To cross to the southern side of the Avenidas, you either have to walk back to the Jardim da Praca do Imperio, the one with the huge fountain.
|The princess fountain – on its day off.|
Or you keep on walking to the next bridge that crosses at the Jardim de Torre de Belém, the park adjacent to the famous Belém tower.
The tower was built on a basaltic outcropping of rocks in the Tagus river so till today you can WATEN through the mud and across the slippery stones halfway around – which is popular with young ‘influencers’.
|Another good spot to have a great view.|
The tower can be visited and climbed – and keep in mind that there is a combi-ticket that grants you access to the monastery, too.
Further west behind the Jardim is another museum, the Museu do Combatante, dealing with all the supposedly heroic actions of the Portuguese – a topic I’m not really fond of.
|Definitely my cup of tea: The Museu do Combatante – honoring…and also glorifying…Portuguese warriors.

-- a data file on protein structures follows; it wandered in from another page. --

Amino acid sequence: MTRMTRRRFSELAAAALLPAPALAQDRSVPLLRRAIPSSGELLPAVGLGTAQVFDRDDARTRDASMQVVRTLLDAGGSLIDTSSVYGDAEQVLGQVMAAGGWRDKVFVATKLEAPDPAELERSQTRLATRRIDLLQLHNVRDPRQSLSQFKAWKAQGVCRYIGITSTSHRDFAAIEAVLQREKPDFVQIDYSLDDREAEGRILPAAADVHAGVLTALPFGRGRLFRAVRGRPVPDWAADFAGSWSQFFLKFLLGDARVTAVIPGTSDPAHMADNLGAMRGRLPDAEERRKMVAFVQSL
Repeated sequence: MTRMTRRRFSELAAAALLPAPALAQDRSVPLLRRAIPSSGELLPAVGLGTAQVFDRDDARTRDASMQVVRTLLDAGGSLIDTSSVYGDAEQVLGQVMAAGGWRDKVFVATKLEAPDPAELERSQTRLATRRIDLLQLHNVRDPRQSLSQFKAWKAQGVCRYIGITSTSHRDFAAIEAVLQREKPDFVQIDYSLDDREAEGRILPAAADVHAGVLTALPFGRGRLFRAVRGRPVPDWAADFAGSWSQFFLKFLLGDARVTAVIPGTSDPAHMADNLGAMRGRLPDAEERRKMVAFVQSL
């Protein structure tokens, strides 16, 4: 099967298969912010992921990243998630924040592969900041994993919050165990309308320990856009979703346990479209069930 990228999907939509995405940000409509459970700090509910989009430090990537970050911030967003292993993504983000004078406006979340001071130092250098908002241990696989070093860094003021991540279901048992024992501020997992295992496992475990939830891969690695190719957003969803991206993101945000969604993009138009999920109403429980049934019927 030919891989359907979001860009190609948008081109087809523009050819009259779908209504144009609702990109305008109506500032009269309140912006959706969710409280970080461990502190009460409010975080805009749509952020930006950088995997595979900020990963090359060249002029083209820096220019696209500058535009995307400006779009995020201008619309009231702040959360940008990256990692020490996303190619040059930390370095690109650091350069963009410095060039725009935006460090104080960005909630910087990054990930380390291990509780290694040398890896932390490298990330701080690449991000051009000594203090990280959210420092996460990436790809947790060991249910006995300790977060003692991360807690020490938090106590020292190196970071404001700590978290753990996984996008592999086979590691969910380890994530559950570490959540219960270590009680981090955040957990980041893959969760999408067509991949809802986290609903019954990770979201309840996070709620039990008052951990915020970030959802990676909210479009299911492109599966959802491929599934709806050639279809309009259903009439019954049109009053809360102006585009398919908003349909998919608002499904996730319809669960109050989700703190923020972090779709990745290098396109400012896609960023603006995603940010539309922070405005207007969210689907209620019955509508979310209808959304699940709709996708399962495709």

(Photo: xiquinhosilva from Cacau, Forte do Bom Sucesso 33125-Lisbon (36302532896), cropped to 1102×735, CC BY 2.0)
Tired now? If you keep on walking west for about 1,5 km / 1 mile, you’ll get to the Algés station where you can take the regional train back to Lisbon. Or you hit the Praia de Algés for a while, Algés’ small yet nice beach on the river Tagus.
|On the shores of the river Tagus.|
But don’t think you’ve seen it all – you are still missing one of the most popular sights in Belém, the Padrao dos Descobrimentos, a picture that shouldn’t be missing in any Portugal photo album. This sight, too, can be accessed.
I know you’re tired – and for a reason. The good news is: We’re done! But I’m sure that although you might be exhausted, you had a wonderful day – or two – here in marvelous Belém.
|Saying bye to Belém and its heroes.|